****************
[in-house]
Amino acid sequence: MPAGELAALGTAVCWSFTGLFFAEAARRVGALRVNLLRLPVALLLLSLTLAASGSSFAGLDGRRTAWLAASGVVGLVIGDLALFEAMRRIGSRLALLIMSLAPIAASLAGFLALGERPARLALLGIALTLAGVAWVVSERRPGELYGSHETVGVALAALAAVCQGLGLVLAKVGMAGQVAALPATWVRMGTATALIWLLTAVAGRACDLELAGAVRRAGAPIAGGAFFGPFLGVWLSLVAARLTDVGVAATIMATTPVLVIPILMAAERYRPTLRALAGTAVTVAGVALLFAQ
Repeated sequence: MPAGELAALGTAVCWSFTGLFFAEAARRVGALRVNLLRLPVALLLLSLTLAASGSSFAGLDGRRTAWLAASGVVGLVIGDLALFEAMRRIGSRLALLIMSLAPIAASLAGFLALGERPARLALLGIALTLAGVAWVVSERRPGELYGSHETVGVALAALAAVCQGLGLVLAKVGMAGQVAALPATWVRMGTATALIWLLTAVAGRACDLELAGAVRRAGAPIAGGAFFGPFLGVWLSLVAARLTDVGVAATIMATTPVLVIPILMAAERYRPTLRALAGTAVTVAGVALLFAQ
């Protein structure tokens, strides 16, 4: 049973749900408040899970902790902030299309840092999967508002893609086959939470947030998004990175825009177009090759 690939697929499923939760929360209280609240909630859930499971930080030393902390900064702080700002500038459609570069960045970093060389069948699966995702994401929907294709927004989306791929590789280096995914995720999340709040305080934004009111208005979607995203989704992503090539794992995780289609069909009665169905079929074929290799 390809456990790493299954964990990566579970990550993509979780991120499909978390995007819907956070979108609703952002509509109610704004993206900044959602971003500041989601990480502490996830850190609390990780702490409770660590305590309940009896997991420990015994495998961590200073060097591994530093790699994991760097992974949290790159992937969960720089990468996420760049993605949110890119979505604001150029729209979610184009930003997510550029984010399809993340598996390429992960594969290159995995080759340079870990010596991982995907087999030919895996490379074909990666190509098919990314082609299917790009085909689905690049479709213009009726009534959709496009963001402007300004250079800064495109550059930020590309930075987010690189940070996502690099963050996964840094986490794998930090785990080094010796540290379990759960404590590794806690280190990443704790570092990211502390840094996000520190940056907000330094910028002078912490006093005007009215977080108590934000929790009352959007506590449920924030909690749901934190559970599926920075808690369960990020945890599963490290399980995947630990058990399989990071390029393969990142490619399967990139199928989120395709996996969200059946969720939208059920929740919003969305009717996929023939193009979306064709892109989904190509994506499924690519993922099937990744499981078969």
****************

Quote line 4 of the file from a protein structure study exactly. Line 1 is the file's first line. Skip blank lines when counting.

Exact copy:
């Protein structure tokens, strides 16, 4: 049973749900408040899970902790902030299309840092999967508002893609086959939470947030998004990175825009177009090759 690939697929499923939760929360209280609240909630859930499971930080030393902390900064702080700002500038459609570069960045970093060389069948699966995702994401929907294709927004989306791929590789280096995914995720999340709040305080934004009111208005979607995203989704992503090539794992995780289609069909009665169905079929074929290799 390809456990790493299954964990990566579970990550993509979780991120499909978390995007819907956070979108609703952002509509109610704004993206900044959602971003500041989601990480502490996830850190609390990780702490409770660590305590309940009896997991420990015994495998961590200073060097591994530093790699994991760097992974949290790159992937969960720089990468996420760049993605949110890119979505604001150029729209979610184009930003997510550029984010399809993340598996390429992960594969290159995995080759340079870990010596991982995907087999030919895996490379074909990666190509098919990314082609299917790009085909689905690049479709213009009726009534959709496009963001402007300004250079800064495109550059930020590309930075987010690189940070996502690099963050996964840094986490794998930090785990080094010796540290379990759960404590590794806690280190990443704790570092990211502390840094996000520190940056907000330094910028002078912490006093005007009215977080108590934000929790009352959007506590449920924030909690749901934190559970599926920075808690369960990020945890599963490290399980995947630990058990399989990071390029393969990142490619399967990139199928989120395709996996969200059946969720939208059920929740919003969305009717996929023939193009979306064709892109989904190509994506499924690519993922099937990744499981078969």